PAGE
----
I haven’t read Good Omens since I was a teenager, which was in the last century and yes, typing that out does make me feel painfully old. At the time I was a huge fan of both Terry Pratchett and Neil Gaiman and though my love for both has faded over the years Good Omens is still a book which I have extremely fond memories of. So I was looking forward to this adaptation for a long time, and even more so when I heard the news that David Tennant and Michael Sheen has been cast as the two leads.
As anyone who has ever read the books will know, the plot is a beautifully blasphemous and fun one as Satan and the other dark lords have decided it’s time to bring about the apocalypse, and so they give the demon Crowley (David Tennant, playing him like a faded rock star, rather egotistical and terribly self-centred) the role of taking a baby Antichrist to a nunnery where he’ll be swapped with the recently born child of American ambassador Thaddeus Dowling (Nick Offerman) and his wife Harriet (Jill Winternitz). Humans being humans it gets screwed up of course, and the kid ends up in the wrong hands, those being the all rather British Arthur (Daniel Mays) and Deirdre Young (Sian Brooke).
Due to knowing each other since the beginning of time Crowley and the Angel Aziraphale (Michael Sheen, all rather prim and proper but with a slightly quirky sense of humour) are an odd couple style duo and sort of friends despite being on opposite sides, and they both don’t want the apocalypse to take place as they’ve become rather enamoured with humanity, or at least some of the things we’ve invented, and neither fancy returning to hell / heaven for the rest of eternity if the apocalypse does take place. So a plan is formulated for the two to be sort of Godfathers overseeing the Antichrist’s upbringing and making sure he doesn’t turn out to be evil. Unfortunately for them they’re of course looking after the wrong kid, both unaware that the real Antichrist is with Arthur and Deirdre, and that once he gets to his eleventh birthday, which we skip forward to by the end of this first episode, they won’t be able to do anything to stop the end of the world. Or will they?
After just one episode I’m still not quite sure what to make of it somewhat frustratingly. Some parts work effectively, it’s beautifully shot, the performances are pretty damn stunning and exactly how I pictured them when I read the book but there’s something slightly off about the show, at least in certain scenes. Perhaps it’s because it takes a while to get going and the first half isn’t that funny as it sets up the plot, it begins well with an opening bit of narration that feels like it could have come straight out of The Hitchhiker’s Guide To The Galaxy, but after that it slows down and it feels a bit smug, the narration becomes far less amusing and what we’re shown isn’t as clever as it thinks it is. Take the scene where they explain the swapping of two babies for instance, it’s demonstrated with a visualisation of a card trick but the actual swap is far more mundane, and not that interesting either. And though there’s some fun scenes with some satanic nuns who seem all rather sweet apart from their devotion to the dark lord the segment goes on for far too long. At this point I thought I might end up a rather damning review but thankfully after we leave the nunnery it picks up an enormous amount as we see Aziraphale and Crowley attempt to influence the kid and stopping him from becoming the ender of worlds, Sheen gets to wear some silly teeth and be charmingly amusing while Tennant as the Nanny performs a delightfully dark bedtime song.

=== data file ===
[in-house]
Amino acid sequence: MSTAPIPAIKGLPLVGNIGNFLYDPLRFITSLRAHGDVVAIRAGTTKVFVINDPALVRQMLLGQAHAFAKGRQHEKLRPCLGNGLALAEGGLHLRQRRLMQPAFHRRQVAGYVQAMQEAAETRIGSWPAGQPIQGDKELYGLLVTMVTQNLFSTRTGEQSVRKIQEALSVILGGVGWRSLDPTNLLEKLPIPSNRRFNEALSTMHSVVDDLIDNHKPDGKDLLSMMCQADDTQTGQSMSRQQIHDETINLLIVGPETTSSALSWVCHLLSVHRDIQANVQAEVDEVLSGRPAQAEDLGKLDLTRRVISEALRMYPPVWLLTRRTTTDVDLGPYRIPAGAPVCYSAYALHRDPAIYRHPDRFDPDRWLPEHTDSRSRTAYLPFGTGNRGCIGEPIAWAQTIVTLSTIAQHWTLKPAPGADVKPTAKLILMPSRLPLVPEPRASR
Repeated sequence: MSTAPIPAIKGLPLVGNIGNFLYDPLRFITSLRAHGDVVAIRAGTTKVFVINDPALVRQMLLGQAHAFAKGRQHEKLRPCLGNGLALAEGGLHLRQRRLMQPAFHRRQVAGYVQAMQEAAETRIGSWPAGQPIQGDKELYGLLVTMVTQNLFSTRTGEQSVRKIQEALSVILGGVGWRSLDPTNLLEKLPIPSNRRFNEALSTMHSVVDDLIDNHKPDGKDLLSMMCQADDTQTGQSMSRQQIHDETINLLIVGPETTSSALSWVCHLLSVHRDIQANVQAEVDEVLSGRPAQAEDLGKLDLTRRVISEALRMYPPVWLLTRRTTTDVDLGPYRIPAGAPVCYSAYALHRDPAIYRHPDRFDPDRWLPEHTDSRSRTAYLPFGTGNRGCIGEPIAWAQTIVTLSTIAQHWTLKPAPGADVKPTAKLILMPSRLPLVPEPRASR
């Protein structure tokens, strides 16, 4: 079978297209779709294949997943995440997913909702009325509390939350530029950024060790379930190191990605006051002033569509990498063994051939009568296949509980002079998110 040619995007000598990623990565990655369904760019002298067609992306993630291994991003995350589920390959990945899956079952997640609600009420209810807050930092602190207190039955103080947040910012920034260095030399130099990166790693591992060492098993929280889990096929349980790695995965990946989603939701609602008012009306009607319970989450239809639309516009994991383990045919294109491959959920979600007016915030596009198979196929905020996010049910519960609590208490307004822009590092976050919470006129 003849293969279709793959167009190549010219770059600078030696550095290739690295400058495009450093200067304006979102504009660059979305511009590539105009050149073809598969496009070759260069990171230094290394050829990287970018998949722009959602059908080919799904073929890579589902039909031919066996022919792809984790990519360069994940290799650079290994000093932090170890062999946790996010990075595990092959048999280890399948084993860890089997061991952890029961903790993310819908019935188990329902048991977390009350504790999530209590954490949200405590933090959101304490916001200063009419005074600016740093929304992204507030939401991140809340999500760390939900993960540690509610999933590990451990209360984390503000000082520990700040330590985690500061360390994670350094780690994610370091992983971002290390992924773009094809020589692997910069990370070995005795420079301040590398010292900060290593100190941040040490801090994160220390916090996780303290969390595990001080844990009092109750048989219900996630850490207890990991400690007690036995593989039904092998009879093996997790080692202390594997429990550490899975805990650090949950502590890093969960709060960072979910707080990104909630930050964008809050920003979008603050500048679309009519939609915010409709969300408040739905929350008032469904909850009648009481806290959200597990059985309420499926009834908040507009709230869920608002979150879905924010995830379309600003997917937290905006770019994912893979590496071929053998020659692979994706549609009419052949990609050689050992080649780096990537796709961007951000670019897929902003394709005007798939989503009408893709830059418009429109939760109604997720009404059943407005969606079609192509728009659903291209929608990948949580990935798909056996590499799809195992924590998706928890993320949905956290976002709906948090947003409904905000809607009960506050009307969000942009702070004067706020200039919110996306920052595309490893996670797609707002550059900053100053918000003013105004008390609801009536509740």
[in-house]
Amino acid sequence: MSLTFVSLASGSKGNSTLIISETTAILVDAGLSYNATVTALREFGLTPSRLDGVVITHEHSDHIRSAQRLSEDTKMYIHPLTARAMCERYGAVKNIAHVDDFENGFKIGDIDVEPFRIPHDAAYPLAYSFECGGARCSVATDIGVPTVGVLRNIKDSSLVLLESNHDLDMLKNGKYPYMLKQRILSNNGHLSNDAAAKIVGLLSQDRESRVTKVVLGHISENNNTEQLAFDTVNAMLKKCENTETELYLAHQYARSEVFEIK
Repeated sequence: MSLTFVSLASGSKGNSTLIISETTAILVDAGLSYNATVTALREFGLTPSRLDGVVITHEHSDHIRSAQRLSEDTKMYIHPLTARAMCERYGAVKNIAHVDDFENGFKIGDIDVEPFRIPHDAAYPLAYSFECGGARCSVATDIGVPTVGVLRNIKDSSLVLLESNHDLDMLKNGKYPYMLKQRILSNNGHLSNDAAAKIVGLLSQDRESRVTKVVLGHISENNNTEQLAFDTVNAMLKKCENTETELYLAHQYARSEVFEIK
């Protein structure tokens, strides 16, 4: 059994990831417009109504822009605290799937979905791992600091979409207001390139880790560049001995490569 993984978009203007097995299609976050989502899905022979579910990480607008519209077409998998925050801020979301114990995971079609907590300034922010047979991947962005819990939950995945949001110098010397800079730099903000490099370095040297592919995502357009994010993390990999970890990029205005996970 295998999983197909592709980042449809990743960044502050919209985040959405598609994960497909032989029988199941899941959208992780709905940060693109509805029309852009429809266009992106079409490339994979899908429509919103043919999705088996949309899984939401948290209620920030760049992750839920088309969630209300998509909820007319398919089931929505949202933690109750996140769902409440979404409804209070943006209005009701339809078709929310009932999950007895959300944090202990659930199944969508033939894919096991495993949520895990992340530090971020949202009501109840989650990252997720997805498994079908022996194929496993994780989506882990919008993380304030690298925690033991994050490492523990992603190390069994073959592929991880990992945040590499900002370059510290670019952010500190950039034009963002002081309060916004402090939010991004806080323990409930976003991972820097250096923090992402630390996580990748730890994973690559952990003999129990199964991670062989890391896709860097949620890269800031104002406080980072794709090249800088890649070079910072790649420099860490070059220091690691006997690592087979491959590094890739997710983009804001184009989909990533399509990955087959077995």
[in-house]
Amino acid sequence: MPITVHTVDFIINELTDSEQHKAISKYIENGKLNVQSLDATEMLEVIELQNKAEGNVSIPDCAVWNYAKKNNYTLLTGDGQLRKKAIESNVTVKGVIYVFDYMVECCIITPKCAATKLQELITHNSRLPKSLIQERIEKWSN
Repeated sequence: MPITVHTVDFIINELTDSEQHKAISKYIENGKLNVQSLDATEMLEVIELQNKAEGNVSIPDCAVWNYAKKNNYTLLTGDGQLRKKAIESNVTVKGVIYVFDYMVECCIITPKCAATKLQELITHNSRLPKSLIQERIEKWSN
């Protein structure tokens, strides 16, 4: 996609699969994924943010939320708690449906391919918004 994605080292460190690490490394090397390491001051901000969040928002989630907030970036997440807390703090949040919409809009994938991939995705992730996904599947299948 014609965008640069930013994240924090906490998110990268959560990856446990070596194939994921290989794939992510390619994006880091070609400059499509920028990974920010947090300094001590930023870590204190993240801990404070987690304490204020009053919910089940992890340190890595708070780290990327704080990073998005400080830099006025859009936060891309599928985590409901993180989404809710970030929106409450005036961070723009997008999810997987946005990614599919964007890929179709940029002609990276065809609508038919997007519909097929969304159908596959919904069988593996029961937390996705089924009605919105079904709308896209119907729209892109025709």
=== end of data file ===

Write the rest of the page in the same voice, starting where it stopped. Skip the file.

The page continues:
Also really likeable is Aziraphale and Crowley bickering like an old couple in general, the kid’s mocking Aziraphale’s attempts at performing magic at a birthday party, and the introduction of the hell hound has a strong pay off at the end. It’s just a little irritating that the episode wasn’t particularly consistent, being far too plot heavy during the first half and some scenes set in Heaven and Hell aren’t as intriguing as they should be. Jon Hamm as the Archangel Gabriel is rather wasted right now, but I’m hoping he’ll get more to do as the series continues, the idea that Heaven is a corrupt institution which actually wants war between Heaven and Hell to take place is a great one and I’ll be disappointed if it’s not explored further.
That it’s something of a mixed bag is strange given that Neil Gaiman wrote this first episode and normally when an author adapts his own work it tends to be an effective adaptation, which leads me to wander if it’s inconsistency is due to Terry Pratchett sadly no longer being with us, and that it was Gaiman who was came up with the plot but Pratchett who actually made it funny. This might be a little unfair as it clearly does have some very amusing moments, but I still find myself wishing Pratchett was around to increase the gag rate a fair bit. Still, hopefully now the plot’s established it will become a lot more crazed and daft and hilarious in the way that the book was, and I definitely plan to stick around to find out.